Vietnam may force banks into bankruptcy as overhaul quickens

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Vietnam may force banks into bankruptcy as overhaul quickens

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Vietnam’s central bank said it will push for bank mergers and force weak institutions into bankruptcy as it intensifies an overhaul of the country’s banking system to boost growth.
The State Bank of Vietnam will step up measures to “drastically” deal with weak banks that have no chance of recovery, according to a statement on its website yesterday. The central bank “is putting its utmost efforts to quicken overhaul of banks,” it said.
The Southeast Asian nation is targeting 2015 gross domestic product growth of 6.2 percent from 5.98 percent last year, as the economy shows signs of improvement on rising exports and investment. The years-long effort to clean up the banking system is a key component of the government’s drive to rejuvenate expansion, with lenders facing a year-end deadline to reduce bad debt to below 3 percent of total loans.
“They are looking at 2015 as a decisive year,” Alan Pham, Ho Chi Minh City-based chief economist at VinaCapital Group, the nation’s biggest fund manager, said by phone. “The central bank is taking a more assertive role. If the banks get healthier this year, maybe the 6.2 GDP growth is achievable.”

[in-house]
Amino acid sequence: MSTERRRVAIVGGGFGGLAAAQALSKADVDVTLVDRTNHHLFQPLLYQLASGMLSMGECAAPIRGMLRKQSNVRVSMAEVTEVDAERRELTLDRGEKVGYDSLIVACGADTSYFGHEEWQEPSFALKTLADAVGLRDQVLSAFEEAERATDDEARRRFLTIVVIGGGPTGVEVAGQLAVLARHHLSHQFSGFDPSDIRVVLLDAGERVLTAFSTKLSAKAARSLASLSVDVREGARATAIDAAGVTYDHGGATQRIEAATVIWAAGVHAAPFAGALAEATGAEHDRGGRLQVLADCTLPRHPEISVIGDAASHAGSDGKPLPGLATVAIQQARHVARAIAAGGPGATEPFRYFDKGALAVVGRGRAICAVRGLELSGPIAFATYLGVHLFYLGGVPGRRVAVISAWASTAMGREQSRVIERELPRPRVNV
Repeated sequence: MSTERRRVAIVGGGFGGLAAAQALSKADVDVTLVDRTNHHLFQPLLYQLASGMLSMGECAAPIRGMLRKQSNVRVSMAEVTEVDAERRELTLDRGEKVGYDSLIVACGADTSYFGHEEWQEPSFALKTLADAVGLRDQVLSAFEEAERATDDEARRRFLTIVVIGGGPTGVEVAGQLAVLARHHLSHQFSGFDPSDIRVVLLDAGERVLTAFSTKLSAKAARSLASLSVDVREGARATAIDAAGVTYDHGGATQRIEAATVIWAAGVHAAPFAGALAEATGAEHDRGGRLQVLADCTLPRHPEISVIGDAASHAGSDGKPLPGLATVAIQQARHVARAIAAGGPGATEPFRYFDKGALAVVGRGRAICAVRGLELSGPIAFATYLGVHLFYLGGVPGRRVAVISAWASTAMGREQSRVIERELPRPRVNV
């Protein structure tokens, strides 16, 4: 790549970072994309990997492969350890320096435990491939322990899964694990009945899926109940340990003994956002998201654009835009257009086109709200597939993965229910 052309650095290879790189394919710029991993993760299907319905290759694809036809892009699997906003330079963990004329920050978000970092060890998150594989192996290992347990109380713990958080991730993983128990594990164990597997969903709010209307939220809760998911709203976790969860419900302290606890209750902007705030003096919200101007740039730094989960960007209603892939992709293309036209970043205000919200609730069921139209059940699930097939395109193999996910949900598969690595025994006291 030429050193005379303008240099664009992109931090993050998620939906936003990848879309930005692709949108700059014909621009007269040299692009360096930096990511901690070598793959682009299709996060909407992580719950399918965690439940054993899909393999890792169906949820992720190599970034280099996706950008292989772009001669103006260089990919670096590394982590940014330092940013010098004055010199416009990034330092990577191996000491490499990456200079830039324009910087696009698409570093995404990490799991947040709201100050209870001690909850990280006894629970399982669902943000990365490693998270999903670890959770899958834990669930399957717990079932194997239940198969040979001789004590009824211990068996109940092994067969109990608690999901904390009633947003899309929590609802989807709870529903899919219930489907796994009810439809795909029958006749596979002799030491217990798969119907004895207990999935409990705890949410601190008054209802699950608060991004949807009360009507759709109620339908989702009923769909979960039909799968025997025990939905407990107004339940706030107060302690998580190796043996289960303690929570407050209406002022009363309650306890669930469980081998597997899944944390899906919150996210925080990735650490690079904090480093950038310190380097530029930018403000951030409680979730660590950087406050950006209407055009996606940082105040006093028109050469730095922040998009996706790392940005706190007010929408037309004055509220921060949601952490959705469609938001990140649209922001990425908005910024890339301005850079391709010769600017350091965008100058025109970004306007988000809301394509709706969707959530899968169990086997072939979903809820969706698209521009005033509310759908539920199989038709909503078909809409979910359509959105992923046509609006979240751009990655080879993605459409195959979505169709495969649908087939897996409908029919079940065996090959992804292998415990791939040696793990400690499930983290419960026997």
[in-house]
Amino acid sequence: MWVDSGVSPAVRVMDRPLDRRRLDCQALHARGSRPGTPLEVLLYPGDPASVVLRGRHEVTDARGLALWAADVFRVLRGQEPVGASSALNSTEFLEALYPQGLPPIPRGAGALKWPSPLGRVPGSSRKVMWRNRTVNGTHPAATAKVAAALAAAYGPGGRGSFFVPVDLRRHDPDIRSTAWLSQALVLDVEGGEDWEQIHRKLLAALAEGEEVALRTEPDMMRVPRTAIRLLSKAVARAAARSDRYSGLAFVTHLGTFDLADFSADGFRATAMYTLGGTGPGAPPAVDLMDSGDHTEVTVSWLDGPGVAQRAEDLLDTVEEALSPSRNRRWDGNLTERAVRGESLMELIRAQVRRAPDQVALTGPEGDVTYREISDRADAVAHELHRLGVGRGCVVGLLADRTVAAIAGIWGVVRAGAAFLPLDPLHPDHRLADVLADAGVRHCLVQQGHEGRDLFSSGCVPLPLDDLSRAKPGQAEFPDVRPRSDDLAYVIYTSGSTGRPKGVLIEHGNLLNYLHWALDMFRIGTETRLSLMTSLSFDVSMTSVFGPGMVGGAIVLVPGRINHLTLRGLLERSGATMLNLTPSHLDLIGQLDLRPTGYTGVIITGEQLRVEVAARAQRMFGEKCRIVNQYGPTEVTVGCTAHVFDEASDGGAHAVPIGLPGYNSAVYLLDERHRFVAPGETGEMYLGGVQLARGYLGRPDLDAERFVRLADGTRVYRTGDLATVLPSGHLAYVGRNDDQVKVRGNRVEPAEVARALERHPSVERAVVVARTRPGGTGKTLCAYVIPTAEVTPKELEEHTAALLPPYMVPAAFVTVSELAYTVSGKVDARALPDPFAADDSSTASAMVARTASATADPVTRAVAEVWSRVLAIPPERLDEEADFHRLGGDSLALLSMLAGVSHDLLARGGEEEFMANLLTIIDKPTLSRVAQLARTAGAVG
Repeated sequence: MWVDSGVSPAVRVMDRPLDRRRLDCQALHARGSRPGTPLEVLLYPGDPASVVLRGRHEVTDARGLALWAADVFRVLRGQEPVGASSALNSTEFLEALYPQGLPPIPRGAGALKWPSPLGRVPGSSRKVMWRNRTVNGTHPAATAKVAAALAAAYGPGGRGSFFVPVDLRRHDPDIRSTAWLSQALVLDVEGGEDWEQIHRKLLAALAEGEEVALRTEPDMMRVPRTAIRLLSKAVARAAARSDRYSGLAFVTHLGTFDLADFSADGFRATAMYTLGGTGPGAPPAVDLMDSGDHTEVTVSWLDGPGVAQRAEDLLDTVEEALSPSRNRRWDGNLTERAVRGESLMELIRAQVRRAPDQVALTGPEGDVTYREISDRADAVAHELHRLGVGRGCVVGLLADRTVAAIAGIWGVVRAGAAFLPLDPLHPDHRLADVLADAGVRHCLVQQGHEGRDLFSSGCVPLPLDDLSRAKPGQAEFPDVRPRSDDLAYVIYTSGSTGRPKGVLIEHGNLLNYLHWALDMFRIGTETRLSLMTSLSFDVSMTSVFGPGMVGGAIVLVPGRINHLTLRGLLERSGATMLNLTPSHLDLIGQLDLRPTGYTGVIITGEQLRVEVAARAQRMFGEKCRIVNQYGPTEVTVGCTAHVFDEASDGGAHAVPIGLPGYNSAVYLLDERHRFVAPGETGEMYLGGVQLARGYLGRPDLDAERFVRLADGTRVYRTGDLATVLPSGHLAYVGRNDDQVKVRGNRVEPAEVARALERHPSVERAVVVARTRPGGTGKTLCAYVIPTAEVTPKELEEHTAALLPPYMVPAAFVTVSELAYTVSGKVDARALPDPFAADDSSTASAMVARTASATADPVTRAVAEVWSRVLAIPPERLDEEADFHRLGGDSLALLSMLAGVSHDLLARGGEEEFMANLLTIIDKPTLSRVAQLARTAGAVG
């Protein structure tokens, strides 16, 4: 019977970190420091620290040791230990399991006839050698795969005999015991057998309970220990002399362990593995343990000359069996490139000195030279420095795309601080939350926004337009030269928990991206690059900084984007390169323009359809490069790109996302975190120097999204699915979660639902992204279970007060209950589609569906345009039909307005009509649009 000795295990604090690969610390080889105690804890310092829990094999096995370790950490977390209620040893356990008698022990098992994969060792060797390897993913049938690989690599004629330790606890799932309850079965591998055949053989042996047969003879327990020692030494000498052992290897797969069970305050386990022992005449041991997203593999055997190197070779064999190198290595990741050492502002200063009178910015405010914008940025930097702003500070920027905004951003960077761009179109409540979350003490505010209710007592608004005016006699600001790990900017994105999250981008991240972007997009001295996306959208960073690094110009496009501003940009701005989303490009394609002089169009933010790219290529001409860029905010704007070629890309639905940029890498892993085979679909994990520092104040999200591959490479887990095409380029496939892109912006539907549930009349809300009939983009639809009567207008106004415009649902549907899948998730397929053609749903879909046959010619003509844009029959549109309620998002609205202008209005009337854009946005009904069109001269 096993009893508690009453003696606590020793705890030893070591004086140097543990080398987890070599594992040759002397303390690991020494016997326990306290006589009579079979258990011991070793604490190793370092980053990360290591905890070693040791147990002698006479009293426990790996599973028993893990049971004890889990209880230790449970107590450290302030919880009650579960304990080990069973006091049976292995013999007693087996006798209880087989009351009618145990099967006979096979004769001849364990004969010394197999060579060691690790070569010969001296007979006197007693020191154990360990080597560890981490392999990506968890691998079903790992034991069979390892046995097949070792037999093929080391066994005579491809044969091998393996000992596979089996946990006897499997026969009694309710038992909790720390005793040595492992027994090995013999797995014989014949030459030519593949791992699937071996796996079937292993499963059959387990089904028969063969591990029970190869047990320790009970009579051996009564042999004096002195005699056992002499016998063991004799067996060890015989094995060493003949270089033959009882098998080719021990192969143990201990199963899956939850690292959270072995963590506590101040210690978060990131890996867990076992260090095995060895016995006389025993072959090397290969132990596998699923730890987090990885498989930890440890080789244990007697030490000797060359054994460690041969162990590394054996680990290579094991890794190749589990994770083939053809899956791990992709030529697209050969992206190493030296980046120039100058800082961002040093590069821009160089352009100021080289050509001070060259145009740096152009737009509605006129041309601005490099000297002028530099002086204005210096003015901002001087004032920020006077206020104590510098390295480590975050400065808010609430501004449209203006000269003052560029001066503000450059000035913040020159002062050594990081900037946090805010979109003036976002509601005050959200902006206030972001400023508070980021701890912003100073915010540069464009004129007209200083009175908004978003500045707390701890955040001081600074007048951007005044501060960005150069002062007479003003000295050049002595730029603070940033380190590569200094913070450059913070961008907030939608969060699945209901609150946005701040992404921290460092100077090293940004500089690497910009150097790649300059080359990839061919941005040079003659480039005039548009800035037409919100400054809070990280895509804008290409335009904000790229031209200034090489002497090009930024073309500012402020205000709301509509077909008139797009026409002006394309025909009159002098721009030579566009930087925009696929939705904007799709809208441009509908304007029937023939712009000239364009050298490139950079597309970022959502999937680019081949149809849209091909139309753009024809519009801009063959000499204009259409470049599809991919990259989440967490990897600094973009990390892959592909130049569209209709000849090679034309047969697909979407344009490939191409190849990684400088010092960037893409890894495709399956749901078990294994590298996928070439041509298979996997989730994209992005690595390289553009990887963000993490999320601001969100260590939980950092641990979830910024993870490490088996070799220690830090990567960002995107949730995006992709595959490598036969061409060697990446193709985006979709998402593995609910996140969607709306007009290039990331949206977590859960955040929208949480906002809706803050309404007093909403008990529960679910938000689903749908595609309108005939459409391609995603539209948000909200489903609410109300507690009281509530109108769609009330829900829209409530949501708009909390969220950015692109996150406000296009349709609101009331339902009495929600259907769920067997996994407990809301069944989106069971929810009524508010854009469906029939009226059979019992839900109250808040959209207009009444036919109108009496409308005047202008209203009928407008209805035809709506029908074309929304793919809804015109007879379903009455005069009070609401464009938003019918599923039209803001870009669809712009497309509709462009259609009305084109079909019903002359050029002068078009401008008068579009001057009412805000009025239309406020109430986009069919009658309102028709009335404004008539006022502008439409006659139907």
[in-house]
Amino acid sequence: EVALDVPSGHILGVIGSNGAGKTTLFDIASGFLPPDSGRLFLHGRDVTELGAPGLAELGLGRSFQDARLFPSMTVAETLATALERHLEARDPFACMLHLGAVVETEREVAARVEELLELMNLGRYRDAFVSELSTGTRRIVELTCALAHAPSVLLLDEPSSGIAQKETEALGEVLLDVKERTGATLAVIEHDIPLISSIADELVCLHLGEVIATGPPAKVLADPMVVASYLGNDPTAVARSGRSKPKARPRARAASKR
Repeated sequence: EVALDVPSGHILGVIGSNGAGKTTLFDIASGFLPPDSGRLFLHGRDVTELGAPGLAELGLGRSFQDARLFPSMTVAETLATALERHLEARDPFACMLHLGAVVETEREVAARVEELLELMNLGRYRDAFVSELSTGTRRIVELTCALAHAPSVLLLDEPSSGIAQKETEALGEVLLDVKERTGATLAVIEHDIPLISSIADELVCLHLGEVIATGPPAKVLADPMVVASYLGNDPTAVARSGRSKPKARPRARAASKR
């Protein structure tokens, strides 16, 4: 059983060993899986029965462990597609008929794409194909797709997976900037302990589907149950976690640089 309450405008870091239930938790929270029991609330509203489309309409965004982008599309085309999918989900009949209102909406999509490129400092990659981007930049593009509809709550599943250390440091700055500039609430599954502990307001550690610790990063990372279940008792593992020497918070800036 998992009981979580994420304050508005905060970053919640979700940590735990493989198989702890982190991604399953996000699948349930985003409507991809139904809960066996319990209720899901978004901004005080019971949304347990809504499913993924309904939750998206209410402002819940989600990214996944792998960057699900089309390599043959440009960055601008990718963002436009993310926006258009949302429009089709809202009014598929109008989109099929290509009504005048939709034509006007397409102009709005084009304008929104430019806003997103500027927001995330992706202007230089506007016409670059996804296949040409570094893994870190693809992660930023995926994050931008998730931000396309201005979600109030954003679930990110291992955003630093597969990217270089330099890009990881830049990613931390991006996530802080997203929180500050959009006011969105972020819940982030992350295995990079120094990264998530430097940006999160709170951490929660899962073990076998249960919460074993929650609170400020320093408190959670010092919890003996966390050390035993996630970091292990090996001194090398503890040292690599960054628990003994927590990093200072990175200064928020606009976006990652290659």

Bank mergers
The benchmark VN Index fell 0.2 percent at 1:02 p.m. in Ho Chi Minh City trading. The dong was stable at 21,345 against the U.S. dollar, according to prices from banks compiled by Bloomberg. The central bank expects six bank mergers to occur this year, it said in its statement. The nation’s large state banks are in a position to merge with weaker institutions, Pham said.
“The state-owned banks are the ones with the heft to do it,” he said. “At the same time, if the central bank thinks a weak bank is not salvageable, it is willing to let it be declared bankrupt.”
Vietnam’s economic growth last year beat the government’s 5.8 percent target. The World Bank forecasts the country’s GDP growth at 5.6 percent in 2015.
The country’s bad-debt ratio was forecast to fall to as low as 3.7 percent at the end of 2014 from 5.4 percent in September, according to Prime Minister Nguyen Tan Dung.

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